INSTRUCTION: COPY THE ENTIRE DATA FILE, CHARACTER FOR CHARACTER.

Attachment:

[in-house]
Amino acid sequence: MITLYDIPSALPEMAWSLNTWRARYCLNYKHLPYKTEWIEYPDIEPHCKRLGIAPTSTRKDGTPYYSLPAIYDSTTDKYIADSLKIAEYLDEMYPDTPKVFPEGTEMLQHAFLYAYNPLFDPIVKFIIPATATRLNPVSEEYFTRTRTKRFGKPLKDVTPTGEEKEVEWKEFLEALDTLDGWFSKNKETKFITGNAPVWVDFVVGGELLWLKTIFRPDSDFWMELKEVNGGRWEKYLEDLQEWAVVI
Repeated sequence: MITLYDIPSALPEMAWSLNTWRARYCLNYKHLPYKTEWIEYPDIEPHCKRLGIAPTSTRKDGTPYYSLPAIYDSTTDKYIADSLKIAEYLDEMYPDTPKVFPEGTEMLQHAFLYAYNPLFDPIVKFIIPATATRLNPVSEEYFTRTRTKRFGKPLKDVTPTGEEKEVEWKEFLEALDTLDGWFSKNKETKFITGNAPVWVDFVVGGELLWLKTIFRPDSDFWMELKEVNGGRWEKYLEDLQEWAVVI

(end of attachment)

[in-house]
Amino acid sequence: MITLYDIPSALPEMAWSLNTWRARYCLNYKHLPYKTEWIEYPDIEPHCKRLGIAPTSTRKDGTPYYSLPAIYDSTTDKYIADSLKIAEYLDEMYPDTPKVFPEGTEMLQHAFLYAYNPLFDPIVKFIIPATATRLNPVSEEYFTRTRTKRFGKPLKDVTPTGEEKEVEWKEFLEALDTLDGWFSKNKETKFITGNAPVWVDFVVGGELLWLKTIFRPDSDFWMELKEVNGGRWEKYLEDLQEWAVVI
Repeated sequence: MITLYDIPSALPEMAWSLNTWRARYCLNYKHLPYKTEWIEYPDIEPHCKRLGIAPTSTRKDGTPYYSLPAIYDSTTDKYIADSLKIAEYLDEMYPDTPKVFPEGTEMLQHAFLYAYNPLFDPIVKFIIPATATRLNPVSEEYFTRTRTKRFGKPLKDVTPTGEEKEVEWKEFLEALDTLDGWFSKNKETKFITGNAPVWVDFVVGGELLWLKTIFRPDSDFWMELKEVNGGRWEKYLEDLQEWAVVI